2. This week I discovered a flourishing, fragrant rosemary bush in my yard. The property I live on is so shaded that it's hard to grow much of anything, so this discovery was delightful. Garlic and rosemary-coated sweet potato medallions, here I come.

3. When I was home a few weeks ago, I showed my family this video of a young man with down syndrome, named Tim, who owns and operates a restaurant with the help of his family.

Tim loves going to work. In fact, he loves it so much, he does a dance-off in the parking lot each day before work. He calls it his "dance of magic."

After my family and I watched Tim's dance of magic approximately seven times, my sister and I looked at each other with the same idea.

"If we did this everyday for a month, it would change our brains. They'd be swimming in happy endorphins!"

Research indicates that the thoughts we think and things we do change our brains. Depressed thoughts beget depression, while grateful thoughts beget joy. Saying unkind things once makes it easier to do it again, while managing angry impulses once makes it more natural to manage them in the future.

It would seem, then, that the things we do with our bodies significantly shape our inner state. Dancing in the parking lot before work every day — acting the way we want to feel — could do a lot to chase away discouragement and fatigue.

I feel confident that creating my own, pre-work dance of magic is a marvelous idea. I'm just not sure I have the guts to dance my way through throngs of college students, by myself, everyday for a month. Which is why I showed this video to one of my classes last week and asked who would be willing to do this with me.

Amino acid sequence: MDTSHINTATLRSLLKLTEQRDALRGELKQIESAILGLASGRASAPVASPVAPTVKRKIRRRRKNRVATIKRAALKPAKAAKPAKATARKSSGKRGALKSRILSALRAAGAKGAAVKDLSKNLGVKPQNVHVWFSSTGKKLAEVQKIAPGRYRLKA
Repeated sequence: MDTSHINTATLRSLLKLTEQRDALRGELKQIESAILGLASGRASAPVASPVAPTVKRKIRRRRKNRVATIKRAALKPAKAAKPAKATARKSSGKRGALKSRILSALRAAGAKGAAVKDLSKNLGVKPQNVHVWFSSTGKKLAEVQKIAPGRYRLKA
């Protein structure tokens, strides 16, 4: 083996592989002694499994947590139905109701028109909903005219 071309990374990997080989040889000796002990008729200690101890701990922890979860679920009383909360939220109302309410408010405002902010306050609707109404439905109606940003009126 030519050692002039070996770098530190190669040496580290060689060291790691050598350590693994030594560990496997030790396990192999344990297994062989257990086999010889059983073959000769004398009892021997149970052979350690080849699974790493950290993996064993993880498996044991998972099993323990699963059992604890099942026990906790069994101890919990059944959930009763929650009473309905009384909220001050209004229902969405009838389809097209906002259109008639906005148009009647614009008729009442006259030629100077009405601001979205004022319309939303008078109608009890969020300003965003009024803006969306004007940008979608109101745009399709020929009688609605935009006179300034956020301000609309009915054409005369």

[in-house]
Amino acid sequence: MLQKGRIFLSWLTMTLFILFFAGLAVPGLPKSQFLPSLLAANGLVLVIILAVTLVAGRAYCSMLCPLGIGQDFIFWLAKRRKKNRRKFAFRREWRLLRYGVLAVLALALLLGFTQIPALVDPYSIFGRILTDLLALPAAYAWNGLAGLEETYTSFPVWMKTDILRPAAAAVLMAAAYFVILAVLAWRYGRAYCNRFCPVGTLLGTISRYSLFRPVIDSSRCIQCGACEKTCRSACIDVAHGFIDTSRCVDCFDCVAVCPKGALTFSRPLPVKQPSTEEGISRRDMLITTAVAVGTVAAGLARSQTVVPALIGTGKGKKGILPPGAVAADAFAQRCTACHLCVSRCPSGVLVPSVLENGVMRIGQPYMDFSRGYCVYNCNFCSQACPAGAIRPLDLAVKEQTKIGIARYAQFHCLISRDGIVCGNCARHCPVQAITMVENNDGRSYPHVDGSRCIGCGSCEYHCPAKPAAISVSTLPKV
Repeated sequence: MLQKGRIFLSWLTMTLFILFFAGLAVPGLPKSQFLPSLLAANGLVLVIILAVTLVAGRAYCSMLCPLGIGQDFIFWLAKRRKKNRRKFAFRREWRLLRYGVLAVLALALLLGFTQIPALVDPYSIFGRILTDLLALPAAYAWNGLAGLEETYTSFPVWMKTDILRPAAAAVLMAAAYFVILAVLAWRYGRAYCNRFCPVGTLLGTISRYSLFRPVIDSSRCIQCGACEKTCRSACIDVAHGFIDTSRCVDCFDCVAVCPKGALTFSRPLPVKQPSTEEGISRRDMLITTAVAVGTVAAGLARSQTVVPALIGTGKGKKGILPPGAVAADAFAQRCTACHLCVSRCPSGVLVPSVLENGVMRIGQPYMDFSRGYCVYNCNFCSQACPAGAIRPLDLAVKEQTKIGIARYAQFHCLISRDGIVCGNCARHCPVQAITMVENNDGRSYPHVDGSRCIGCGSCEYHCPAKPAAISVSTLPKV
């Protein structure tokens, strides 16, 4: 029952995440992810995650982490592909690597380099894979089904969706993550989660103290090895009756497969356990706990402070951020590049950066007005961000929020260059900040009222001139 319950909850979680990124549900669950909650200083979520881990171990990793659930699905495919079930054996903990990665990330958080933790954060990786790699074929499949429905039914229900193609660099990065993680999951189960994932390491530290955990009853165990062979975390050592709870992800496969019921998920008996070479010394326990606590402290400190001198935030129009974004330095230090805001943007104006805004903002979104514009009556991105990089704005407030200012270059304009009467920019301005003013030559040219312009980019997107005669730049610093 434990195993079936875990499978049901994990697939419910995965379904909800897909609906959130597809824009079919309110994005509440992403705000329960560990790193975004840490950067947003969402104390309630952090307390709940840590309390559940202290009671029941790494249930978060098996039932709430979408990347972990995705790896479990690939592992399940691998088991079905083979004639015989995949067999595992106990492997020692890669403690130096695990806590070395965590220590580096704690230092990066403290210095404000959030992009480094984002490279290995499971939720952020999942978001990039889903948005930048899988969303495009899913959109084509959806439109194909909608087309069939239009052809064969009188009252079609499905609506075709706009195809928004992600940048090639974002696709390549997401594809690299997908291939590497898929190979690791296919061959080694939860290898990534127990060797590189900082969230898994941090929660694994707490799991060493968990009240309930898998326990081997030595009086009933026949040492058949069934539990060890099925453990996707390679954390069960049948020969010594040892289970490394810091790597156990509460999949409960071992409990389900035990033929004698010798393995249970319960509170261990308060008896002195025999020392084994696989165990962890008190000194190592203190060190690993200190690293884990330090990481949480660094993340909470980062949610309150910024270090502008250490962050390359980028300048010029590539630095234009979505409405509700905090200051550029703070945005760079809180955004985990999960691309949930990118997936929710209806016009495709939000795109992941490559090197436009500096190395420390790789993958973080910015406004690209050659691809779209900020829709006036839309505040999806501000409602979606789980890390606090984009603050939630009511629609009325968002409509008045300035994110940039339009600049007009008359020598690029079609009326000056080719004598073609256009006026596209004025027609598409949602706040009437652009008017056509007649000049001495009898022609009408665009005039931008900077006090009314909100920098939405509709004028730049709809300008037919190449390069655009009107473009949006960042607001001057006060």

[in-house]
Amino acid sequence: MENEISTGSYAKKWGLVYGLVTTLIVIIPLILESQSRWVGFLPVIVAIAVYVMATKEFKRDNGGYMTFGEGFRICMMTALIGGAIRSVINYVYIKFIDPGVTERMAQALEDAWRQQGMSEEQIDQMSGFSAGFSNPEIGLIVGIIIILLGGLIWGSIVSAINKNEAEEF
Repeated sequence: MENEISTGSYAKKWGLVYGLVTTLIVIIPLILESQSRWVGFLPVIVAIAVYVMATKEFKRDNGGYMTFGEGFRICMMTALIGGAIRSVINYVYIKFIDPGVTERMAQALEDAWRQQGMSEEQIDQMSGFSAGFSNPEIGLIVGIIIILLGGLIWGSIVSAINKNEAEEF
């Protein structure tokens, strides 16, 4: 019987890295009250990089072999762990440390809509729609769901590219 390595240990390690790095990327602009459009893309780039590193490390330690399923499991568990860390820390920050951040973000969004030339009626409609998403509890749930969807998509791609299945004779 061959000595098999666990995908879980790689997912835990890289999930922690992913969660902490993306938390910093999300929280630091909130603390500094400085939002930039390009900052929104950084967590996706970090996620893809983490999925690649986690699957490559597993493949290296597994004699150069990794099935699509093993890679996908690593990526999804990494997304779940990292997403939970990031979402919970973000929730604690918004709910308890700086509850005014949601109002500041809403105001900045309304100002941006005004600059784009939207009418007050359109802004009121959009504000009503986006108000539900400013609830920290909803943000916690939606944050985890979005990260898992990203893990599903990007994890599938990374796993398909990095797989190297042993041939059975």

"When and where?" a few of them asked. And: "Can we do a dance of magic right now?" So, they're in. The last month of the semester just got a lot better.

4. This spiel has major brain-changing potential, too. If only we each did this every day:

Swaying and clapping whilst standing on the counter seem to be key to making this chant particularly effective. So clear your counters, folks...

5. I'm still in a state of wonder at things my body can do these days. There are so many daily benchmarks that highlight the restoration of my health. I'm particularly in awe of my ability to wash dishes daily. In the past, I had to ration out energy to do things like wash dishes, so they didn't get done very much. But now, I can wash them every day, no problemo, without having to clear my schedule so I can recover afterwards. It feels so empowering. Gosh, I hope I don't start taking these little things for granted.

 6. It's the weekend! We should go do a weekend dance of magic to celebrate. It'll do us some good. 

Here, I'll make it easy, and include some dance music for you. Ready, set, GO!

Hoping for a glorious Saturday for you all.


Saturday, November 15, 2014

Food, flowers and family: a weekend list

Today I have five random things to tell you:

1. This paleo "fudge" is my kryptonite.

Some days, I eat it for every meal. It goes especially well with berries in the early morning hours. It also goes well with whipped cream. And waffles. And tea. And coffee.

I ate this fudge for breakfast before I took the GRE last week, along with waffles and eggs, because it caffeinates me in all the right ways. It makes me focused and energized without giving me jitters. Tea and coffee cannot caffeinate me to perfection like this fudge can. Hey, just consider me a master caffeiniologist, Jack. In the same way an anesthesiologist creates an anesthesia plan for his patients, I create caffeine plans by calculating an exact ratio of caffeine to bodily mass and then prescribing the amount of caffeine necessary to conquer the day. It's a precise science that saves lives.